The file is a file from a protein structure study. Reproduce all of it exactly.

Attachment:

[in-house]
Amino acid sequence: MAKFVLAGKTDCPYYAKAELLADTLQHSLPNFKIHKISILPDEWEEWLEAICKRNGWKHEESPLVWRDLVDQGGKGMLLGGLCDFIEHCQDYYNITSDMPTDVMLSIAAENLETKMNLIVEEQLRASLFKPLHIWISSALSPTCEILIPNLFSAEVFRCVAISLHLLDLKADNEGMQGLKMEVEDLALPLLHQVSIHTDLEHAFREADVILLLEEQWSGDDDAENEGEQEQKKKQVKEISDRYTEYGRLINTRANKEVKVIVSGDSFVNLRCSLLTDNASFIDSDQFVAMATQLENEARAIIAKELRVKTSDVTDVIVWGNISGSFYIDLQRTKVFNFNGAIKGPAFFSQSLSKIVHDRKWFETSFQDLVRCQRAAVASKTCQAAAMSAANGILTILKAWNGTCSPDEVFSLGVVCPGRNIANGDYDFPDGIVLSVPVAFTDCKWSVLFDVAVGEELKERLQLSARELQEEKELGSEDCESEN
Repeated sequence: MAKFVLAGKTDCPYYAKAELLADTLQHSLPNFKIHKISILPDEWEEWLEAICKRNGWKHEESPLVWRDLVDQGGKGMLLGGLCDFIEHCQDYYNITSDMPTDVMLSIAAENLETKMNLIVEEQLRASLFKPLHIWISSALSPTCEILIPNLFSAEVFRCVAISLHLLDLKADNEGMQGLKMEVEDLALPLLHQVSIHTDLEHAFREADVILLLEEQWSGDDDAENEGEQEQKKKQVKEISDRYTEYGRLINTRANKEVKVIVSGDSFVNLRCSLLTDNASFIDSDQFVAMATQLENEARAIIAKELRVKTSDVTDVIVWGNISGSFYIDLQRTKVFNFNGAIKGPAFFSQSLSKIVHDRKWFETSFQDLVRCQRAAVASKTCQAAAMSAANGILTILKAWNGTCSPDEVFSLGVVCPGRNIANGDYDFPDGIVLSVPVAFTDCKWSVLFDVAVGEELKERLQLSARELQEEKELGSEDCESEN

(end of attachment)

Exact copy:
[in-house]
Amino acid sequence: MAKFVLAGKTDCPYYAKAELLADTLQHSLPNFKIHKISILPDEWEEWLEAICKRNGWKHEESPLVWRDLVDQGGKGMLLGGLCDFIEHCQDYYNITSDMPTDVMLSIAAENLETKMNLIVEEQLRASLFKPLHIWISSALSPTCEILIPNLFSAEVFRCVAISLHLLDLKADNEGMQGLKMEVEDLALPLLHQVSIHTDLEHAFREADVILLLEEQWSGDDDAENEGEQEQKKKQVKEISDRYTEYGRLINTRANKEVKVIVSGDSFVNLRCSLLTDNASFIDSDQFVAMATQLENEARAIIAKELRVKTSDVTDVIVWGNISGSFYIDLQRTKVFNFNGAIKGPAFFSQSLSKIVHDRKWFETSFQDLVRCQRAAVASKTCQAAAMSAANGILTILKAWNGTCSPDEVFSLGVVCPGRNIANGDYDFPDGIVLSVPVAFTDCKWSVLFDVAVGEELKERLQLSARELQEEKELGSEDCESEN
Repeated sequence: MAKFVLAGKTDCPYYAKAELLADTLQHSLPNFKIHKISILPDEWEEWLEAICKRNGWKHEESPLVWRDLVDQGGKGMLLGGLCDFIEHCQDYYNITSDMPTDVMLSIAAENLETKMNLIVEEQLRASLFKPLHIWISSALSPTCEILIPNLFSAEVFRCVAISLHLLDLKADNEGMQGLKMEVEDLALPLLHQVSIHTDLEHAFREADVILLLEEQWSGDDDAENEGEQEQKKKQVKEISDRYTEYGRLINTRANKEVKVIVSGDSFVNLRCSLLTDNASFIDSDQFVAMATQLENEARAIIAKELRVKTSDVTDVIVWGNISGSFYIDLQRTKVFNFNGAIKGPAFFSQSLSKIVHDRKWFETSFQDLVRCQRAAVASKTCQAAAMSAANGILTILKAWNGTCSPDEVFSLGVVCPGRNIANGDYDFPDGIVLSVPVAFTDCKWSVLFDVAVGEELKERLQLSARELQEEKELGSEDCESEN